The Tenth Sunday after Pentecost for Year B (August 2, 2015)

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Points for Preaching and Teaching
by the Rev. Dr. John Fairless

2 Samuel 11:26 – 12:13a
Two phrases from this poignant story resonate with me: “You are the man” and “I have sinned.” Boil it all down, and you have all one really needs to know about the gravity of sin and its resolution.

David is outraged and moved by the story of the defenseless lamb. Alas, it is always much easier for us to see sin in the lives of someone else; our own shortfalls are arguably “not so bad.” But, Nathan’s accusation is straight up and to the point. “You know you did it, David.”

When confronted with our sin, we can aver, justify, minimize, shift the blame or use any number of other strategies to avoid owning up. In the end, not a one of them will avail our need for cleansing and righteousness. There is only one way through to forgiveness — confession. “I did it; I was wrong.” 

The cost for sin is great; confession does not take that away. But it does make restoration possible — it opens the door for hope from despair.

Psalm 51:1-12
The textual notes tell us that this is written by David after he has been confronted by Nathan about his sin with Bathsheba. The language speaks for itself; the depth of agony, sorrow, and penitence are as palpable here as any place in the scripture.

Exodus 16:2-4, 9-15
“Huh?”

Can you imagine that response to a miracle? The Israelites have been dreaming of bread and “fleshpots” back in Egypt, and Moses tells them God will send them food the next morning. “Just look for it when you open your tentflap and step out.”

So, they do — and they may have been a little underwhelmed at first. “What’s that?” Kind of like children confronted with a plate of spinach or stewed carrots, perhaps. 

We aren’t always immediately thrilled with God’s answers to our prayers, are we? Sometimes, it takes some time to get acclimated and to catch up with the wisdom of what God is doing. Manna may not have been a four-course meal, but it sure did get them through some tough times in the wilderness!

God tends to come through in the clutch, even if it’s not the way we would have done it ourselves.

Psalm 78:23-29
The psalm text calls God’s manna from heaven, “the bread of angels.” Probably a little poetic license here — we don’t literally know if this is what angels eat for breakfast every morning.

But it is the symbol of abundance and provision. Good enough for angels, good enough for you and me!

Ephesians 4:1-16
The Apostle reminds us that we are definitely all very different parts of the same body. No two of us perform exactly the same functions (or see “eye to eye” on all things, necessarily!) But, we all definitely need each other in order to perform most effectively.

Besides, there is a powerful argument presented here for finding unity in the midst of our considerable diversity: we all share one hope, one calling, one one Lord, one faith, one baptism (even if I use more water than you do!) — there is one God who looks parentally upon each of us.

We are a family, after all, and though we may fuss and fight like one — in the end, we are here to stick up for one another, as well.

John 6:24-35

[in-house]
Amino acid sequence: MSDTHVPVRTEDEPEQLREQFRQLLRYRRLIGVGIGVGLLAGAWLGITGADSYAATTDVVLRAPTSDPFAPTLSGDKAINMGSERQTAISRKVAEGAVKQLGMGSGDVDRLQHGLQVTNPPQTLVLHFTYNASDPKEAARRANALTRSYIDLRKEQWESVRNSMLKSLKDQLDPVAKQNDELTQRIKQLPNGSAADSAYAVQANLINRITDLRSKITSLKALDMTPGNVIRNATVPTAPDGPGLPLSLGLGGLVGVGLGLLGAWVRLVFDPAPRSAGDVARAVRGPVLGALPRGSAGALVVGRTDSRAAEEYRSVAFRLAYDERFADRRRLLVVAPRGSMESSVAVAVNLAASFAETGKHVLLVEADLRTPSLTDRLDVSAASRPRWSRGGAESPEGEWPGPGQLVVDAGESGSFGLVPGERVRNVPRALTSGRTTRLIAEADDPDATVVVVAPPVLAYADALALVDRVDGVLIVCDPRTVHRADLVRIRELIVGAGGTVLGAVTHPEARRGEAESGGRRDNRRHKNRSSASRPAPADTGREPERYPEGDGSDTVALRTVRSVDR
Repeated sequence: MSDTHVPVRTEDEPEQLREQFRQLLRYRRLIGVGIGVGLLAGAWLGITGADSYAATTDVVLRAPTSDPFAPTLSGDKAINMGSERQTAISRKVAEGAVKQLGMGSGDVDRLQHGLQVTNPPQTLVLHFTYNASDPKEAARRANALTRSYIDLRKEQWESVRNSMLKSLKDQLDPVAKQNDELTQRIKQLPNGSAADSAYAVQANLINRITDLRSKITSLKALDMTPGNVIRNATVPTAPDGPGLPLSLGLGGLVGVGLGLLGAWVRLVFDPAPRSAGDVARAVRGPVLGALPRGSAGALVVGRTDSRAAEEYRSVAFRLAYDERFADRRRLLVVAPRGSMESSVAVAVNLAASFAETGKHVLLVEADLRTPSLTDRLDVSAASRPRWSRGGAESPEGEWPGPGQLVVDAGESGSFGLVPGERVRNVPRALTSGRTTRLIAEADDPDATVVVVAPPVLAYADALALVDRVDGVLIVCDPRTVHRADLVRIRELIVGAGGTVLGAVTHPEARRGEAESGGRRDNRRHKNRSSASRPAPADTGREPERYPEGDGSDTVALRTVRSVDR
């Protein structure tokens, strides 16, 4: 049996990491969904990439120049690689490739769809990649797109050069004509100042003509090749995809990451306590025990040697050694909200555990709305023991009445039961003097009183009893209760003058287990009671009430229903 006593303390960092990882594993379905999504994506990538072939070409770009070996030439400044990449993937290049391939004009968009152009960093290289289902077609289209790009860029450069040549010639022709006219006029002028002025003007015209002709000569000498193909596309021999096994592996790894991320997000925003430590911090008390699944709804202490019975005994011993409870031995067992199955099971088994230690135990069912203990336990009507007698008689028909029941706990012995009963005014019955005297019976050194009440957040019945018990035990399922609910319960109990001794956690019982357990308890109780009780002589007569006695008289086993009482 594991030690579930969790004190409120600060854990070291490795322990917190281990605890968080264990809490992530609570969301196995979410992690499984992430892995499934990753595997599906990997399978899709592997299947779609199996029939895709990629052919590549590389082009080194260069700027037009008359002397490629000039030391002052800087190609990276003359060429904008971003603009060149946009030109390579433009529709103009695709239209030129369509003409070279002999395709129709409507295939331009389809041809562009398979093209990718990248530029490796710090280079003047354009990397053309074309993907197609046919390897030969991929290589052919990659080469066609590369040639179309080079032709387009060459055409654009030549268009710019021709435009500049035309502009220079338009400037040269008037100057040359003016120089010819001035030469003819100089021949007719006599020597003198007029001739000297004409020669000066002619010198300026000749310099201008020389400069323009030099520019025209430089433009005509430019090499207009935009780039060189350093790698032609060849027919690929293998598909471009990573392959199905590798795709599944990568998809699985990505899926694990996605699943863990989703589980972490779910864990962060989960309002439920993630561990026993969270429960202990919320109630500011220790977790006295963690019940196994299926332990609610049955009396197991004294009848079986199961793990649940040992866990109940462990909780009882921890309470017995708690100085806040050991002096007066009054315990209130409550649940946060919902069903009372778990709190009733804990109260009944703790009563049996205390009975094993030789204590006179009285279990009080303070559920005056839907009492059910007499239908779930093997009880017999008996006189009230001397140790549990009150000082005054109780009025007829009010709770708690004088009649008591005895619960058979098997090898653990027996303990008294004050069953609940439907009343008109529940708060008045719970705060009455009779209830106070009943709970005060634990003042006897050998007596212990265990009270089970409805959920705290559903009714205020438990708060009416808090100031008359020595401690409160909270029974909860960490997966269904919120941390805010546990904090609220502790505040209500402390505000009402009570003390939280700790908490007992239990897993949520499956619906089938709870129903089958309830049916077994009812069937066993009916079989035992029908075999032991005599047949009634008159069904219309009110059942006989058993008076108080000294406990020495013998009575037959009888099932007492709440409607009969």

People are always hungry.

Things were no different for Jesus; after a couple of “feeding the five thousand” episodes, there are those who find themselves standing in line, coming back for more. He is hard-pressed to keep up with the demand, as he evidently did not come into the world “to save the people from their hunger.”

He tries really hard to point them to the bread of heaven — not exactly the same thing as the manna they had all heard about (see above) — and promises that their spiritual hunger and thirst will definitely be satisfied if they believe in him.

“Fine, but we’re still hungry here, Jesus. What are you going to do about that?”

As we will see in next week’s lesson, Jesus will tell them that eating his flesh is the answer– but he doesn’t get many takers.

Ministry sure is hard.

Sermon
by the Rev. Dr. Delmer L. Chilton

I am a total and complete “land-lubber.” I get sea-sick standing on the pier at Myrtle Beach.  Therefore, it will not surprise you to learn that I know absolutely nothing about lobsters, except what I read in Wikipedia and in this illustration I clipped from an unspecified “Christian magazine” and put in a file about twenty years ago.  So, I am dependent upon those two slightly wobbly sources for the accuracy of this idea.

“From time to time lobsters have to leave their shells in order to grow.  They need the shell to protect them from being torn apart; yet when they grow the old shell must be abandoned.  If they did not abandon it, the old shell would soon become their prison – and finally their casket. The tricky part is the brief period of time between when the old shell is abandoned and the new one formed.  During that terrible, vulnerable period, the transition must be scary to the lobster.  Currents cartwheel them from coral to kelp.  Hungry schools of fish are ready to make them a part of the food chain.  For a while at least, that old shell must look pretty good.” Brent Mitchell.

“The brief period of time between when the old shell is discarded and the new one is formed” – that’s where we find the congregation of the Israelites today. They too had left behind an old shell – years, generations really, of slavery in Egypt.  It was not a good life, but it was life.  It was bad and hard, but at least it was a place where they understood the rules, they knew what to expect.  It may not have been a land flowing with milk and honey but at least there was water to drink and food to eat and a roof over their heads.  True they were slaves – but then again, it was steady work.